All questions

Discontinuing employment

i Dismissal

A contract concluded for an indefinite period terminates after a notice given by either of the parties (ordinary termination). In principle, no cause to terminate an employment relationship is required. The minimum notice period is set forth in the CO. The parties may not, however, reduce this period to less than one month, subject to any longer periods set forth in collective bargaining agreements. Nevertheless, because of the protection against abusive termination, the employee has a statutory right to be informed of the reasons for the termination in writing, on request.

A termination of an employment agreement must not be abusive. A party that abusively gives notice of termination of the employment relationship must pay an indemnity to the other party. The termination of the employment contract by either party is considered abusive if, for example, it occurs for one of the following reasons:

  1. personal characteristic of one party (e.g., race, creed, sexual orientation, age), unless they are relevant to the employment relationship or significantly impair the cooperation within the enterprise;
  2. the other party makes use of a constitutional or contractual right; or
  3. where the sole purpose was to frustrate the formation of claims arising out of the employment relationship.

If any of the parties has a 'significant cause' it may terminate the contract at any time, without prior notice (extraordinary termination or summary dismissal) and may claim compensation for the damage caused from the other party. But, if the employer terminates the contact with immediate effect without a significant cause, the employer must compensate the employee for the damage that has thus been caused to him or her plus a penalty of up to six months' remuneration.

Generally, if an employee aged 50 or older leaves employment after 20 or more years of service, the employer must pay severance compensation of between two and eight months' salary. Such severance pay, however, is not very common in Switzerland, because the employer can deduct the contributions made to the (mandatory) pension plan from the mandatory severance pay.

The parties may agree upon (immediate) termination of an employment agreement at any time. The CO sets forth no explicit provisions with regard to a termination agreement. However, according to the case law, the mandatory provisions of the CO shall be taken into account and the agreement must include benefits for both employer and the employee. Otherwise, the judge may declare the termination agreement as null and void.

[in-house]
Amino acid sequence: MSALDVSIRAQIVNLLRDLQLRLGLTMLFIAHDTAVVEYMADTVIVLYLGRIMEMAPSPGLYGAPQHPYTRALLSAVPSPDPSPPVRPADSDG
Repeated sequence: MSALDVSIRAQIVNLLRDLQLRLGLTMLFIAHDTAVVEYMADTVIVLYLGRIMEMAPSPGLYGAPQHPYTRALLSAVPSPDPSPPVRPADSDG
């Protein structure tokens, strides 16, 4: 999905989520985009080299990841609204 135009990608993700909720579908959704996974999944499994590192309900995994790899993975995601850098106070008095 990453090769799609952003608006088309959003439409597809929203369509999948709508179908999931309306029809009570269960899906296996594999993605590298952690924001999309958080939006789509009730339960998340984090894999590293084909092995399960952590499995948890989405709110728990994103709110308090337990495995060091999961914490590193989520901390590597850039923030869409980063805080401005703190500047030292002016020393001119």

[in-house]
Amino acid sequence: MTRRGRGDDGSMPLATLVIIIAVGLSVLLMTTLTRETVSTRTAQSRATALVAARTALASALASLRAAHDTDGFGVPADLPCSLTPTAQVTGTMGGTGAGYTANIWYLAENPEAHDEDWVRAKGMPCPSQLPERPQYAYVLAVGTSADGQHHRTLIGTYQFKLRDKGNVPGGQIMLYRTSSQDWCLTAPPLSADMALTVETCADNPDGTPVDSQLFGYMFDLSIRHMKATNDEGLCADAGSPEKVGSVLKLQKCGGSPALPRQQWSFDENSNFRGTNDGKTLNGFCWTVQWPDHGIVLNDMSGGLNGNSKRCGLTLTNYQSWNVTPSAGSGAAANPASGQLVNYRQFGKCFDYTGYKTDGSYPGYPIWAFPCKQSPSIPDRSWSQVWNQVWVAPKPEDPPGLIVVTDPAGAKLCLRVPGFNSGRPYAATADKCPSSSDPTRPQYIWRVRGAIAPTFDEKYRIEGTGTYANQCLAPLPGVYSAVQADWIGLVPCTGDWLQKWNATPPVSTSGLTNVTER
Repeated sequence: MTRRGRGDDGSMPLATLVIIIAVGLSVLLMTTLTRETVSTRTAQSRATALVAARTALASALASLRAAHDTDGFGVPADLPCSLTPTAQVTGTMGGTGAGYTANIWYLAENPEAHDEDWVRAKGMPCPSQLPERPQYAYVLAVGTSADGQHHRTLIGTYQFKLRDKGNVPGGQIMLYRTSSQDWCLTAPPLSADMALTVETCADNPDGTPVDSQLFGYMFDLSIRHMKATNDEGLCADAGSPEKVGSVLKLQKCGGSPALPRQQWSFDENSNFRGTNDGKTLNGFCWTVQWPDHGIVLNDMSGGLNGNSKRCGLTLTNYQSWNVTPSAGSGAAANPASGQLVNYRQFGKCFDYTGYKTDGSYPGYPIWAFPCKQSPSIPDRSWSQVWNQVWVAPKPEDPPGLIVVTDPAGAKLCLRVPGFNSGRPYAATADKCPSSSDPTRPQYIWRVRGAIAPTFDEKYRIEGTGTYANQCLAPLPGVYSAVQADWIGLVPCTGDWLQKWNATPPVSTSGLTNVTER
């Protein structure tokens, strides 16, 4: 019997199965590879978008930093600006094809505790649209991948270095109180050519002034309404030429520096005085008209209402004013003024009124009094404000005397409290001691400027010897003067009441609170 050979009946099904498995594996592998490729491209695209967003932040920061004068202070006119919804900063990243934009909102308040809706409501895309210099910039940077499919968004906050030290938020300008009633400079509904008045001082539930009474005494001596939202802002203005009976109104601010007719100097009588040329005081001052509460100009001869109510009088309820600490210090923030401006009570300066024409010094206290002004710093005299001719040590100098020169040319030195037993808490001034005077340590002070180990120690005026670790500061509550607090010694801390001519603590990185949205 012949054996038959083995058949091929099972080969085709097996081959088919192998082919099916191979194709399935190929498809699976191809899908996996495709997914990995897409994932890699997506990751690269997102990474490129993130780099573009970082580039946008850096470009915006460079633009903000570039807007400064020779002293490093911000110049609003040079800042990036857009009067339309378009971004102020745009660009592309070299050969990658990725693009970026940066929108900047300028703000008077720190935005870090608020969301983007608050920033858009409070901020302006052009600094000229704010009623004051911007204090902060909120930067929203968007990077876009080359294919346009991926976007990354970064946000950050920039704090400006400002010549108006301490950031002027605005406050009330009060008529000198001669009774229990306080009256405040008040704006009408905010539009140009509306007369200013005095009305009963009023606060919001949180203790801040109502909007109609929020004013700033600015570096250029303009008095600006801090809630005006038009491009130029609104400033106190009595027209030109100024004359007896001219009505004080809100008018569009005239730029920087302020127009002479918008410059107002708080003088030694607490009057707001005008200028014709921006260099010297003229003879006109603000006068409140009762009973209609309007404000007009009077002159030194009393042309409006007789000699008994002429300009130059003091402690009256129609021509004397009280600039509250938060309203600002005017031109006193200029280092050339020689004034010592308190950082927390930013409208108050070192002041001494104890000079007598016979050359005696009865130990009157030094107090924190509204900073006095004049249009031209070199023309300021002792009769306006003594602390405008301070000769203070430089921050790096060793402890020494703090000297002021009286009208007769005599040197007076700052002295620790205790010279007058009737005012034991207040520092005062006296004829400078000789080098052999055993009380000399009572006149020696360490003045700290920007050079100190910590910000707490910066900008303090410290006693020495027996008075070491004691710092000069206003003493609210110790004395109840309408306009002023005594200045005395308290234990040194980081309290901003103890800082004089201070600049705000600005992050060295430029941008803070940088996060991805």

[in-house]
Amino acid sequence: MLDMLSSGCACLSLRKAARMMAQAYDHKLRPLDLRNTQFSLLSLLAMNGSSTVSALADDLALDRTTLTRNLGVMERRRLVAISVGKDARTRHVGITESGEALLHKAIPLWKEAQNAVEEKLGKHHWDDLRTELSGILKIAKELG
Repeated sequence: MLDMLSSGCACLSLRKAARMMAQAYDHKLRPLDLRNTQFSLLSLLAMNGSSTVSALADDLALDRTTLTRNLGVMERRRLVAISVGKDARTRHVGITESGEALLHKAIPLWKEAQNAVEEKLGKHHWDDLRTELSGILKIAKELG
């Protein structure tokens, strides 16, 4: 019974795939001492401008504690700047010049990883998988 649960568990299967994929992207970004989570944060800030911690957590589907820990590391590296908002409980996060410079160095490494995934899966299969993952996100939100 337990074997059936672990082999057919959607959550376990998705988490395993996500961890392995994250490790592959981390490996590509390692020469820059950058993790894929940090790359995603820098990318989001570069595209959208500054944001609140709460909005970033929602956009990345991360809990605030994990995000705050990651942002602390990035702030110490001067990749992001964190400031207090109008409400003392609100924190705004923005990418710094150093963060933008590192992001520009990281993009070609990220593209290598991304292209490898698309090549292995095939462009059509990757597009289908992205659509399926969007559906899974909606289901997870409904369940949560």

No categories of employees are protected from dismissal in general, but there are certain periods during which a notice of termination is invalid. After the probation period has expired, the employer may not terminate the employment relationship at the following times:

  1. when the employee is performing military service or civil defence;
  2. when the employee is prevented from working through no fault of his or her own as a result of sickness or an accident (for a certain period depending on the year of employment, up to 180 days);
  3. during pregnancy and for 16 weeks following the birth of the baby; or
  4. when the employee participates in an official aid project in another country.

Any notice to terminate an employment contract during such period is invalid. Any notice served before such period starts is suspended when the period begins and then recommences after recovery from illness or accident or expiration of the protection period.

In principle, an employee who is dismissed by ordinary termination may be released from his or her duty to work (gardening leave) at any time. The employer must continue to pay salary until expiry of the ordinary termination period, but the employer may set off any income generated by the employee during the time of the release (if the employee was allowed to start a new job).

Apart from the regulations regarding mass dismissal the company has no duty to inform any authority about a dismissal (exceptions apply in regard to apprenticeship contracts).

ii Collective dismissals

The CO provides special rules regarding collective dismissals. Article 335d defines collective dismissals as notices of termination in enterprises issued by the employer within a period of 30 days for reasons unrelated to the person of the employee and that affect:

  1. at least 10 employees in companies usually employing more than 20 and fewer than 100 persons;
  2. at least 10 per cent of all employees in companies usually employing more than 100 and fewer than 300 persons; and
  3. at least 30 employees in companies usually employing at least 300 persons.

Regarding collective dismissal, the employer must inform and consult with the works council or the employees. Employers must also inform the cantonal labour office of every planned collective dismissal.

Non-compliance with the procedural rules by the employer constitutes abusive termination of the affected employment, which may lead to damages payment and additional remunerations and in the case of substantial non-compliance the terminations can be found void and reinstatement ordered.

Companies normally employing 250 employees or more and making within a period of 30 days at least 30 employees redundant have to negotiate with the employees or their representatives a social plan to work as a safety net for the dismissed employees. For companies below that threshold no obligation to issue a social plan for the terminated employees exists. However, there can be obligations to negotiate or issue a plan based on collective agreements. In addition, any mandatory early retirement obligations set forth in the pension plan regulations of a company should be considered.